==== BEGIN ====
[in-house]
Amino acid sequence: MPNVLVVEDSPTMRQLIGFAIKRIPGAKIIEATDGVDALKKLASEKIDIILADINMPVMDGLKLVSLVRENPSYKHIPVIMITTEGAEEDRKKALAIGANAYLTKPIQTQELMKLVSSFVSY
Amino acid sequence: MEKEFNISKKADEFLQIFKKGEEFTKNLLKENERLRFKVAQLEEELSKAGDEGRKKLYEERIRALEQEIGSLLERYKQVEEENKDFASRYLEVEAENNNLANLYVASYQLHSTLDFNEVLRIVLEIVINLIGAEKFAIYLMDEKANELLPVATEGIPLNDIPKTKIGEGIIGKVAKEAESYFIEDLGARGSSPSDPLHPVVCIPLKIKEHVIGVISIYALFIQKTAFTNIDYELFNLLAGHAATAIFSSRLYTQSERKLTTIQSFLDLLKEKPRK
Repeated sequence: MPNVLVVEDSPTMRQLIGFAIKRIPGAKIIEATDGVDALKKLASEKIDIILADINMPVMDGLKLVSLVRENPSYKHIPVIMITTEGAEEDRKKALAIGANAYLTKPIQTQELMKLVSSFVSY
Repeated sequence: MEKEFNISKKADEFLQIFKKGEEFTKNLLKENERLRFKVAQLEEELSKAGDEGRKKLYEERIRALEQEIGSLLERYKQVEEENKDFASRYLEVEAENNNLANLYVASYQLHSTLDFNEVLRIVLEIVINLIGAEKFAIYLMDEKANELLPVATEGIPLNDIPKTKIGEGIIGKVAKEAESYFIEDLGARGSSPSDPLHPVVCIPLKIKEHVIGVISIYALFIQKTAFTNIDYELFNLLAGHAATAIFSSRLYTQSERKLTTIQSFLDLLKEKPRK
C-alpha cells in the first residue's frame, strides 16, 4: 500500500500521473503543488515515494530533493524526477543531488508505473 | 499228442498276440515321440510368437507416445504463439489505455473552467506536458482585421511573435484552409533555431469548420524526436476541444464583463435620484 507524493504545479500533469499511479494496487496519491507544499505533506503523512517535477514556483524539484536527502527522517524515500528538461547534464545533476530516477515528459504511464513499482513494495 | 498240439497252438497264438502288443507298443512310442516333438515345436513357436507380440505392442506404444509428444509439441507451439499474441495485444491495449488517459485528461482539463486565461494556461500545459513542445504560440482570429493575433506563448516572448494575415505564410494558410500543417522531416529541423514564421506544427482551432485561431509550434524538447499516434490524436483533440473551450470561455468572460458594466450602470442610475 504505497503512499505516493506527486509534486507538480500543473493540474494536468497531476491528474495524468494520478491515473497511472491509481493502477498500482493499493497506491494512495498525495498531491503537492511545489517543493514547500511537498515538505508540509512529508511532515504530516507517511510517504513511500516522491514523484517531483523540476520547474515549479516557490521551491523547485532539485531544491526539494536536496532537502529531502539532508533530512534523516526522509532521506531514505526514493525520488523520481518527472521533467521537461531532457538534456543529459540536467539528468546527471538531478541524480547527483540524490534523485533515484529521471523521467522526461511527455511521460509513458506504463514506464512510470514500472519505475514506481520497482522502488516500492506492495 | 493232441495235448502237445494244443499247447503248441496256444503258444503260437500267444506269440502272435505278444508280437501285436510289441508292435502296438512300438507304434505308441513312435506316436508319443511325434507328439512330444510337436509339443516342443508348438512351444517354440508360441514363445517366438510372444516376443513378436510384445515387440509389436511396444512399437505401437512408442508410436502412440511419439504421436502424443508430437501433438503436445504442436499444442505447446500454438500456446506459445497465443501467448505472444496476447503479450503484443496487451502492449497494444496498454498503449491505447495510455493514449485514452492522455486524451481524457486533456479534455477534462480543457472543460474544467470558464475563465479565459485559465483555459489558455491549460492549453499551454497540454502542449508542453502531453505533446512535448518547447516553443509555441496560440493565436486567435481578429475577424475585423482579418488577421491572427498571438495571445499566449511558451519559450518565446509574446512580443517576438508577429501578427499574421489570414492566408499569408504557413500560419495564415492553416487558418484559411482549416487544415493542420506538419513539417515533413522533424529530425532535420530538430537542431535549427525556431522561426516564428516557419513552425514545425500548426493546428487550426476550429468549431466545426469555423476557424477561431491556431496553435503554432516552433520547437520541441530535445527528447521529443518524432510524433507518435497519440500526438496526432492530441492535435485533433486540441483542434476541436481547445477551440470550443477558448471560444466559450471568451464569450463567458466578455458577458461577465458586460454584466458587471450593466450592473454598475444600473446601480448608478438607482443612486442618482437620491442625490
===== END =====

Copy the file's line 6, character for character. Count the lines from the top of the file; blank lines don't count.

C-alpha cells in the first residue's frame, strides 16, 4: 500500500500521473503543488515515494530533493524526477543531488508505473 | 499228442498276440515321440510368437507416445504463439489505455473552467506536458482585421511573435484552409533555431469548420524526436476541444464583463435620484 507524493504545479500533469499511479494496487496519491507544499505533506503523512517535477514556483524539484536527502527522517524515500528538461547534464545533476530516477515528459504511464513499482513494495 | 498240439497252438497264438502288443507298443512310442516333438515345436513357436507380440505392442506404444509428444509439441507451439499474441495485444491495449488517459485528461482539463486565461494556461500545459513542445504560440482570429493575433506563448516572448494575415505564410494558410500543417522531416529541423514564421506544427482551432485561431509550434524538447499516434490524436483533440473551450470561455468572460458594466450602470442610475 504505497503512499505516493506527486509534486507538480500543473493540474494536468497531476491528474495524468494520478491515473497511472491509481493502477498500482493499493497506491494512495498525495498531491503537492511545489517543493514547500511537498515538505508540509512529508511532515504530516507517511510517504513511500516522491514523484517531483523540476520547474515549479516557490521551491523547485532539485531544491526539494536536496532537502529531502539532508533530512534523516526522509532521506531514505526514493525520488523520481518527472521533467521537461531532457538534456543529459540536467539528468546527471538531478541524480547527483540524490534523485533515484529521471523521467522526461511527455511521460509513458506504463514506464512510470514500472519505475514506481520497482522502488516500492506492495 | 493232441495235448502237445494244443499247447503248441496256444503258444503260437500267444506269440502272435505278444508280437501285436510289441508292435502296438512300438507304434505308441513312435506316436508319443511325434507328439512330444510337436509339443516342443508348438512351444517354440508360441514363445517366438510372444516376443513378436510384445515387440509389436511396444512399437505401437512408442508410436502412440511419439504421436502424443508430437501433438503436445504442436499444442505447446500454438500456446506459445497465443501467448505472444496476447503479450503484443496487451502492449497494444496498454498503449491505447495510455493514449485514452492522455486524451481524457486533456479534455477534462480543457472543460474544467470558464475563465479565459485559465483555459489558455491549460492549453499551454497540454502542449508542453502531453505533446512535448518547447516553443509555441496560440493565436486567435481578429475577424475585423482579418488577421491572427498571438495571445499566449511558451519559450518565446509574446512580443517576438508577429501578427499574421489570414492566408499569408504557413500560419495564415492553416487558418484559411482549416487544415493542420506538419513539417515533413522533424529530425532535420530538430537542431535549427525556431522561426516564428516557419513552425514545425500548426493546428487550426476550429468549431466545426469555423476557424477561431491556431496553435503554432516552433520547437520541441530535445527528447521529443518524432510524433507518435497519440500526438496526432492530441492535435485533433486540441483542434476541436481547445477551440470550443477558448471560444466559450471568451464569450463567458466578455458577458461577465458586460454584466458587471450593466450592473454598475444600473446601480448608478438607482443612486442618482437620491442625490